Intel, alleged details emerge about production plans at TSMC

Intel, alleged details emerge about production plans at TSMC
A job posting on Intel's website, and now removed, has allowed us to have some more information about Intel's outsourcing plans. It's hardly a secret that the Santa Clara-based company will have TSMC produce more products in the future, but so far the company has been pretty vague about the details. According to the article, in addition to the Xe-HPG and Xe-HPC GPUs, TSMC will also produce “Atom and Xeon” SoCs for Intel.

“As a member of the QAT design team, you will work as head of RTL integration within the Custom Logic ASIC Engineering group in DCG [Data Center Group] ”- reads the job advertisement (identified by @Komachi_Ensaka). "You will play a key role in the development and integration of QAT into the Atom and Xeon based SoC on Intel and TSMC processes, work with the IP / SoC integration team, and collaborate with the SoC design, validation and emulation teams to ensure the successful validation of the QAT IP integration. "

QuickAssist (QAT) technology is a hardware IP designed to accelerate cryptographic and compression workloads. Over the years, Intel has incorporated QAT IP into chipsets and SoCs. The company also offered additional QAT cards. Since security and compression technologies are extremely important for all types of edge, network, storage, and server applications, Intel integrates this hardware IP into all of its processors and SoCs for such devices.

To target various niche markets, Intel currently manufactures a number of specialized Atom and Xeon-branded SoCs. This year the company introduced “Snow Ridge” Atom SoCs with up to 24 Tremont cores for 5G base stations, as well as “Elkhart Lake” Atom SoCs with up to four Tremont cores for various edge and embedded computing applications. . Additionally, the company has Xeon D-series SoCs equipped with Skylake-SP cores in its range that are intended for networking and storage applications. So far, Intel hasn't announced a single Xeon-branded SoC with low-power Atom cores.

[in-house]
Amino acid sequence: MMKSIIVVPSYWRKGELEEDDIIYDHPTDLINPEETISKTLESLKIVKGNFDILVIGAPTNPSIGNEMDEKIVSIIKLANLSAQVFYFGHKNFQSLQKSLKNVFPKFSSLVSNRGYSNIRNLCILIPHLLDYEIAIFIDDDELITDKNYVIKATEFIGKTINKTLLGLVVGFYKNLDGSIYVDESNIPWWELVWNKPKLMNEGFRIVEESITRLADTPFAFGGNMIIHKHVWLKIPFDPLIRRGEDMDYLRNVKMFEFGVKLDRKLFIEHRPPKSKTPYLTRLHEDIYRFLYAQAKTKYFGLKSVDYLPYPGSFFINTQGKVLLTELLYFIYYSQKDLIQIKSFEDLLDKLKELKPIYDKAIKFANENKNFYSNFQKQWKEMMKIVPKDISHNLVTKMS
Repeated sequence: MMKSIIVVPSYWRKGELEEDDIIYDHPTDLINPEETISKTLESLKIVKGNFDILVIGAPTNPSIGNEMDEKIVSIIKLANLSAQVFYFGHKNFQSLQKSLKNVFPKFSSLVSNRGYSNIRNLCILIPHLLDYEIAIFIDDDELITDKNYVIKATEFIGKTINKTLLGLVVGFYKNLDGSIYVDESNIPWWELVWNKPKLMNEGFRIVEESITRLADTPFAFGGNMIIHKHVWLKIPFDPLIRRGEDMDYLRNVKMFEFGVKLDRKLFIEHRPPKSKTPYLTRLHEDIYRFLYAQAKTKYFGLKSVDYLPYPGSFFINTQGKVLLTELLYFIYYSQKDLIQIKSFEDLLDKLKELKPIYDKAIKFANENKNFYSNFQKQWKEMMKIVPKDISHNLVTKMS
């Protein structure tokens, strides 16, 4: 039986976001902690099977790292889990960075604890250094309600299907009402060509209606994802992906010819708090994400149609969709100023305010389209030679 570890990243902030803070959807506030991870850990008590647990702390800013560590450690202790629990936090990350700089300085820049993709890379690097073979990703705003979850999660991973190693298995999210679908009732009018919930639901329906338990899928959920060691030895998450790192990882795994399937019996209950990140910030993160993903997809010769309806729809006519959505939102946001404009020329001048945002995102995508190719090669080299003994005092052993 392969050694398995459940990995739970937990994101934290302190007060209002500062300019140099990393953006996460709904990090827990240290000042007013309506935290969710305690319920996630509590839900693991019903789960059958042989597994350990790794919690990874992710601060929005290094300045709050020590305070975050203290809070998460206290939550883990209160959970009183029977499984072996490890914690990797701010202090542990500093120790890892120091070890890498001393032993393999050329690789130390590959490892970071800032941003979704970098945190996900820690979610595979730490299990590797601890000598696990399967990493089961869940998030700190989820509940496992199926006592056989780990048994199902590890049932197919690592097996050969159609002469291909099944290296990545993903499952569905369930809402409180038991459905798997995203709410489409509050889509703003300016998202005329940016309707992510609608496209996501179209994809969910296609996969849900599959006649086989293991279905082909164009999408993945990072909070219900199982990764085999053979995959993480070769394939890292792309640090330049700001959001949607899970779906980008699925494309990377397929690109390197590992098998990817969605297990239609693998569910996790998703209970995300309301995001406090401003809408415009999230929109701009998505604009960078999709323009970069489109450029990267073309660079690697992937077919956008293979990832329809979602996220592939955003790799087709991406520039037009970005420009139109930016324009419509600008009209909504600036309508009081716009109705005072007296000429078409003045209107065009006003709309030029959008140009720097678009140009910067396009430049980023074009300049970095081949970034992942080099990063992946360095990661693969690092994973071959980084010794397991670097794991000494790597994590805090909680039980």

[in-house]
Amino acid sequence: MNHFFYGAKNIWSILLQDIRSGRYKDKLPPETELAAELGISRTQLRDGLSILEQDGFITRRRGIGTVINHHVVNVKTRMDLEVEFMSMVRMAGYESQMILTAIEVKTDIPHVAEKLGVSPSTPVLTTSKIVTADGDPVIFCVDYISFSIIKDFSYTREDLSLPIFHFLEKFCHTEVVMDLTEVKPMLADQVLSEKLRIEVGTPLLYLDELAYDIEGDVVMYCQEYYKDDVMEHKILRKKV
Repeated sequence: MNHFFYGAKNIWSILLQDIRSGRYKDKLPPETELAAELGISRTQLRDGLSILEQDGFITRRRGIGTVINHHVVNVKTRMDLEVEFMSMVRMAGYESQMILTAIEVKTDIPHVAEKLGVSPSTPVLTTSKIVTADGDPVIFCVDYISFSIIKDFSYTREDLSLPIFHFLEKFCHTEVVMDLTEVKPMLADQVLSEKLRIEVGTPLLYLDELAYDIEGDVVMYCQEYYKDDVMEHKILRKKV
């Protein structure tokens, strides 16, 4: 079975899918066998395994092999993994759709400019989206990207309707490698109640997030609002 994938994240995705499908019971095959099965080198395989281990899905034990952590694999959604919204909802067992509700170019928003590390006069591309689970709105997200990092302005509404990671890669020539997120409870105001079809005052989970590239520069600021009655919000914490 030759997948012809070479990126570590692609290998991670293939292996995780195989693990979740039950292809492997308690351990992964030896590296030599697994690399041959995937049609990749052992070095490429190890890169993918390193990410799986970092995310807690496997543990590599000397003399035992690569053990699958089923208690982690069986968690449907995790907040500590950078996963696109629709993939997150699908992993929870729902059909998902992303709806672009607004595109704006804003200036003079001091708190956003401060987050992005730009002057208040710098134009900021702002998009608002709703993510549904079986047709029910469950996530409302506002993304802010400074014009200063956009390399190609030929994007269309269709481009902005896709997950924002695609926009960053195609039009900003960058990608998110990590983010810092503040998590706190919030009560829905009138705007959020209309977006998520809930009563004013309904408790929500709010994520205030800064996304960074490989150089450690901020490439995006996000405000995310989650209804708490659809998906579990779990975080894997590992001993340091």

In its job posting, Intel doesn't reveal any details about the upcoming Atom and Xeon SoCs that will be manufactured at Taiwan Semiconductor Manufacturing Co. . (TSMC).

Considering that modern Xeons use high performance cores (with all their progressive instructions such as AVX-512) and are sold for quite high prices, it's easy to assume it's not particularly reasonable to trust them. to third parties as chips are very important to recover the costs associated with their factories. Intel's specialized Atom SoCs aren't exactly cheap, but they are based on low-power cores and are less complex than CPUs or Xeon SoCs. To this end, it is rational that they are more likely candidates for outsourcing.

At this point, it is unclear which of TSMC's nodes will be used. However, considering we're looking at production in 2021 or 2022, it's reasonable to assume that the chip giant will opt for one of TSMC's N5 class nodes (N5, N5P, N4, etc.) for high-performance SoCs, and / or N6 for cost-sensitive products that require an advanced process.

Read Also: Intel's Machine Programming Tool Gets Smarter

Historically, Intel has outsourced chipset manufacturing and Atom SoCs designed for budget mobile devices at TSMC. As the company acquired more chip makers using TSMC's technology, such as Altera, Intel's ties to TSMC have strengthened.

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